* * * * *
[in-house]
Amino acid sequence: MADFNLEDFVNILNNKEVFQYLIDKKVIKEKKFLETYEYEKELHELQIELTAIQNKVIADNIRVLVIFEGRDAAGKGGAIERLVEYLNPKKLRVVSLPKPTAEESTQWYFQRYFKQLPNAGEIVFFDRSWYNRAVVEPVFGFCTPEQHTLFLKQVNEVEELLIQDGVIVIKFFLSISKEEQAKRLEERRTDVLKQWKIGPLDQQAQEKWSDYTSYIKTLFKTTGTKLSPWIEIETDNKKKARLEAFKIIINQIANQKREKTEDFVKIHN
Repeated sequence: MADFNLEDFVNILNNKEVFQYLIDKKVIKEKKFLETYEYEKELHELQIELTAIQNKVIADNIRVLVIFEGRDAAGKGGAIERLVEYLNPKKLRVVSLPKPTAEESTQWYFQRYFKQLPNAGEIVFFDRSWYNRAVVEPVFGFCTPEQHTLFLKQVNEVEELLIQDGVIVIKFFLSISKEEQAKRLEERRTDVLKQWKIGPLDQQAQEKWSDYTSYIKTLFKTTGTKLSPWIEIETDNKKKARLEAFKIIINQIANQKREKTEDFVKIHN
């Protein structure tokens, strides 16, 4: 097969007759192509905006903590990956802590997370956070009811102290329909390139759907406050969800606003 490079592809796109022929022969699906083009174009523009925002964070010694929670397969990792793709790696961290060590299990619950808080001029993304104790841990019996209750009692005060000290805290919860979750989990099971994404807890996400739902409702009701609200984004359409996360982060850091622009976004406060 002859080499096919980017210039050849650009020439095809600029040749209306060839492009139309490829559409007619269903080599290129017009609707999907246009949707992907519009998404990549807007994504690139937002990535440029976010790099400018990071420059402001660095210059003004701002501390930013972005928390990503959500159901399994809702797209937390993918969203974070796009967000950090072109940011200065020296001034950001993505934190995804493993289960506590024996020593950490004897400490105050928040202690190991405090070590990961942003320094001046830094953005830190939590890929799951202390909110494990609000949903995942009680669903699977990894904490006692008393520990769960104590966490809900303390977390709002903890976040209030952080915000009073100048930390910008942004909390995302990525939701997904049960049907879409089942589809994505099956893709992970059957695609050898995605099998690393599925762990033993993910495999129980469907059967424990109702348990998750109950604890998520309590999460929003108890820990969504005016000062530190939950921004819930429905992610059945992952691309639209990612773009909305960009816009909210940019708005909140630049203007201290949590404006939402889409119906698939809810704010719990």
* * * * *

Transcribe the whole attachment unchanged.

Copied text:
[in-house]
Amino acid sequence: MADFNLEDFVNILNNKEVFQYLIDKKVIKEKKFLETYEYEKELHELQIELTAIQNKVIADNIRVLVIFEGRDAAGKGGAIERLVEYLNPKKLRVVSLPKPTAEESTQWYFQRYFKQLPNAGEIVFFDRSWYNRAVVEPVFGFCTPEQHTLFLKQVNEVEELLIQDGVIVIKFFLSISKEEQAKRLEERRTDVLKQWKIGPLDQQAQEKWSDYTSYIKTLFKTTGTKLSPWIEIETDNKKKARLEAFKIIINQIANQKREKTEDFVKIHN
Repeated sequence: MADFNLEDFVNILNNKEVFQYLIDKKVIKEKKFLETYEYEKELHELQIELTAIQNKVIADNIRVLVIFEGRDAAGKGGAIERLVEYLNPKKLRVVSLPKPTAEESTQWYFQRYFKQLPNAGEIVFFDRSWYNRAVVEPVFGFCTPEQHTLFLKQVNEVEELLIQDGVIVIKFFLSISKEEQAKRLEERRTDVLKQWKIGPLDQQAQEKWSDYTSYIKTLFKTTGTKLSPWIEIETDNKKKARLEAFKIIINQIANQKREKTEDFVKIHN
């Protein structure tokens, strides 16, 4: 097969007759192509905006903590990956802590997370956070009811102290329909390139759907406050969800606003 490079592809796109022929022969699906083009174009523009925002964070010694929670397969990792793709790696961290060590299990619950808080001029993304104790841990019996209750009692005060000290805290919860979750989990099971994404807890996400739902409702009701609200984004359409996360982060850091622009976004406060 002859080499096919980017210039050849650009020439095809600029040749209306060839492009139309490829559409007619269903080599290129017009609707999907246009949707992907519009998404990549807007994504690139937002990535440029976010790099400018990071420059402001660095210059003004701002501390930013972005928390990503959500159901399994809702797209937390993918969203974070796009967000950090072109940011200065020296001034950001993505934190995804493993289960506590024996020593950490004897400490105050928040202690190991405090070590990961942003320094001046830094953005830190939590890929799951202390909110494990609000949903995942009680669903699977990894904490006692008393520990769960104590966490809900303390977390709002903890976040209030952080915000009073100048930390910008942004909390995302990525939701997904049960049907879409089942589809994505099956893709992970059957695609050898995605099998690393599925762990033993993910495999129980469907059967424990109702348990998750109950604890998520309590999460929003108890820990969504005016000062530190939950921004819930429905992610059945992952691309639209990612773009909305960009816009909210940019708005909140630049203007201290949590404006939402889409119906698939809810704010719990």